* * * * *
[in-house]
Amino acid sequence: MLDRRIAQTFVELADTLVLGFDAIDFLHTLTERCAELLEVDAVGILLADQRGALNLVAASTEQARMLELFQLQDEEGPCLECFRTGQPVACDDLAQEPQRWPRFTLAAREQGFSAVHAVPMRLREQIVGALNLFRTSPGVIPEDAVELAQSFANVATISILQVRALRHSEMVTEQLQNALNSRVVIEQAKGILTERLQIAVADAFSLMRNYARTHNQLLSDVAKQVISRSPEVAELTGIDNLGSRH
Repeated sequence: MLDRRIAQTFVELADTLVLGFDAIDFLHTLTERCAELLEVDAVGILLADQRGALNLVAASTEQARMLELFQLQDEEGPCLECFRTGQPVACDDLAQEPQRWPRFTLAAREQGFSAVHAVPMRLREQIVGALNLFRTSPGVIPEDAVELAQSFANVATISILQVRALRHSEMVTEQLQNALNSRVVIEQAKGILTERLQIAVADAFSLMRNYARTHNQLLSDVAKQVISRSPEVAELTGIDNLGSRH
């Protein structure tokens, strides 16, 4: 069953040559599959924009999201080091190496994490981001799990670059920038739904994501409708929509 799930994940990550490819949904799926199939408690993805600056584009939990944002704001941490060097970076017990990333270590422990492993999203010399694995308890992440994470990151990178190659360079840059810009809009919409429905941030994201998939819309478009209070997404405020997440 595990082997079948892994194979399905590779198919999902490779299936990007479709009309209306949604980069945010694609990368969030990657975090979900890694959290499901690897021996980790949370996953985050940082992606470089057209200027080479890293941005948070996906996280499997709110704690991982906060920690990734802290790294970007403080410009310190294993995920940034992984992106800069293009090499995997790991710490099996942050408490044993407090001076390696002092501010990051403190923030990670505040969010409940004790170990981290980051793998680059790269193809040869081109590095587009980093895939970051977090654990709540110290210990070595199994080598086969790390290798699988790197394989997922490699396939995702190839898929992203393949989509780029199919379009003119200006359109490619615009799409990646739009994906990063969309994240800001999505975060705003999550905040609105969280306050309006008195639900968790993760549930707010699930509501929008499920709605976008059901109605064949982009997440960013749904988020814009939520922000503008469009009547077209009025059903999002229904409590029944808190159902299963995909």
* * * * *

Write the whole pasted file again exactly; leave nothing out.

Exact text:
[in-house]
Amino acid sequence: MLDRRIAQTFVELADTLVLGFDAIDFLHTLTERCAELLEVDAVGILLADQRGALNLVAASTEQARMLELFQLQDEEGPCLECFRTGQPVACDDLAQEPQRWPRFTLAAREQGFSAVHAVPMRLREQIVGALNLFRTSPGVIPEDAVELAQSFANVATISILQVRALRHSEMVTEQLQNALNSRVVIEQAKGILTERLQIAVADAFSLMRNYARTHNQLLSDVAKQVISRSPEVAELTGIDNLGSRH
Repeated sequence: MLDRRIAQTFVELADTLVLGFDAIDFLHTLTERCAELLEVDAVGILLADQRGALNLVAASTEQARMLELFQLQDEEGPCLECFRTGQPVACDDLAQEPQRWPRFTLAAREQGFSAVHAVPMRLREQIVGALNLFRTSPGVIPEDAVELAQSFANVATISILQVRALRHSEMVTEQLQNALNSRVVIEQAKGILTERLQIAVADAFSLMRNYARTHNQLLSDVAKQVISRSPEVAELTGIDNLGSRH
């Protein structure tokens, strides 16, 4: 069953040559599959924009999201080091190496994490981001799990670059920038739904994501409708929509 799930994940990550490819949904799926199939408690993805600056584009939990944002704001941490060097970076017990990333270590422990492993999203010399694995308890992440994470990151990178190659360079840059810009809009919409429905941030994201998939819309478009209070997404405020997440 595990082997079948892994194979399905590779198919999902490779299936990007479709009309209306949604980069945010694609990368969030990657975090979900890694959290499901690897021996980790949370996953985050940082992606470089057209200027080479890293941005948070996906996280499997709110704690991982906060920690990734802290790294970007403080410009310190294993995920940034992984992106800069293009090499995997790991710490099996942050408490044993407090001076390696002092501010990051403190923030990670505040969010409940004790170990981290980051793998680059790269193809040869081109590095587009980093895939970051977090654990709540110290210990070595199994080598086969790390290798699988790197394989997922490699396939995702190839898929992203393949989509780029199919379009003119200006359109490619615009799409990646739009994906990063969309994240800001999505975060705003999550905040609105969280306050309006008195639900968790993760549930707010699930509501929008499920709605976008059901109605064949982009997440960013749904988020814009939520922000503008469009009547077209009025059903999002229904409590029944808190159902299963995909």